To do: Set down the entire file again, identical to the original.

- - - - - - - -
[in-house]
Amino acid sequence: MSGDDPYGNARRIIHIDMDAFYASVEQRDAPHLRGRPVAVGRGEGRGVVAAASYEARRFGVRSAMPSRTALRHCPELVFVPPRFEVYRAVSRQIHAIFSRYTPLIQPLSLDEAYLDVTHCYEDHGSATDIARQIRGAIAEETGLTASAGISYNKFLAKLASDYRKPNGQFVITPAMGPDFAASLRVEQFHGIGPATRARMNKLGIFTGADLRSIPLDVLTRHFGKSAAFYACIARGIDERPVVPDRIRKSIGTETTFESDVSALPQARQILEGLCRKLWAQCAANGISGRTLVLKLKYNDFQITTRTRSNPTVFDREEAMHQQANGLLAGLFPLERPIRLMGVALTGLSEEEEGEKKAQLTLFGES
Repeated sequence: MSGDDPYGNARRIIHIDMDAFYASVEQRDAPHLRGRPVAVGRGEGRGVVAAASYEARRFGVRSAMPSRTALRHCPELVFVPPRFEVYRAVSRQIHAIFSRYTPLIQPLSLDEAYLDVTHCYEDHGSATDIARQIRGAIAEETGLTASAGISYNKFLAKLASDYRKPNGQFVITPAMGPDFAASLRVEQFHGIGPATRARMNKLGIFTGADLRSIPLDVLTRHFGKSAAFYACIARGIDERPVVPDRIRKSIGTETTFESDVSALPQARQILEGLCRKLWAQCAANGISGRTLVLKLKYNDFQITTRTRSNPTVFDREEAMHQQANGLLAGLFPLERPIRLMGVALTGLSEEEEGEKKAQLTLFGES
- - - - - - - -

[in-house]
Amino acid sequence: MSGDDPYGNARRIIHIDMDAFYASVEQRDAPHLRGRPVAVGRGEGRGVVAAASYEARRFGVRSAMPSRTALRHCPELVFVPPRFEVYRAVSRQIHAIFSRYTPLIQPLSLDEAYLDVTHCYEDHGSATDIARQIRGAIAEETGLTASAGISYNKFLAKLASDYRKPNGQFVITPAMGPDFAASLRVEQFHGIGPATRARMNKLGIFTGADLRSIPLDVLTRHFGKSAAFYACIARGIDERPVVPDRIRKSIGTETTFESDVSALPQARQILEGLCRKLWAQCAANGISGRTLVLKLKYNDFQITTRTRSNPTVFDREEAMHQQANGLLAGLFPLERPIRLMGVALTGLSEEEEGEKKAQLTLFGES
Repeated sequence: MSGDDPYGNARRIIHIDMDAFYASVEQRDAPHLRGRPVAVGRGEGRGVVAAASYEARRFGVRSAMPSRTALRHCPELVFVPPRFEVYRAVSRQIHAIFSRYTPLIQPLSLDEAYLDVTHCYEDHGSATDIARQIRGAIAEETGLTASAGISYNKFLAKLASDYRKPNGQFVITPAMGPDFAASLRVEQFHGIGPATRARMNKLGIFTGADLRSIPLDVLTRHFGKSAAFYACIARGIDERPVVPDRIRKSIGTETTFESDVSALPQARQILEGLCRKLWAQCAANGISGRTLVLKLKYNDFQITTRTRSNPTVFDREEAMHQQANGLLAGLFPLERPIRLMGVALTGLSEEEEGEKKAQLTLFGES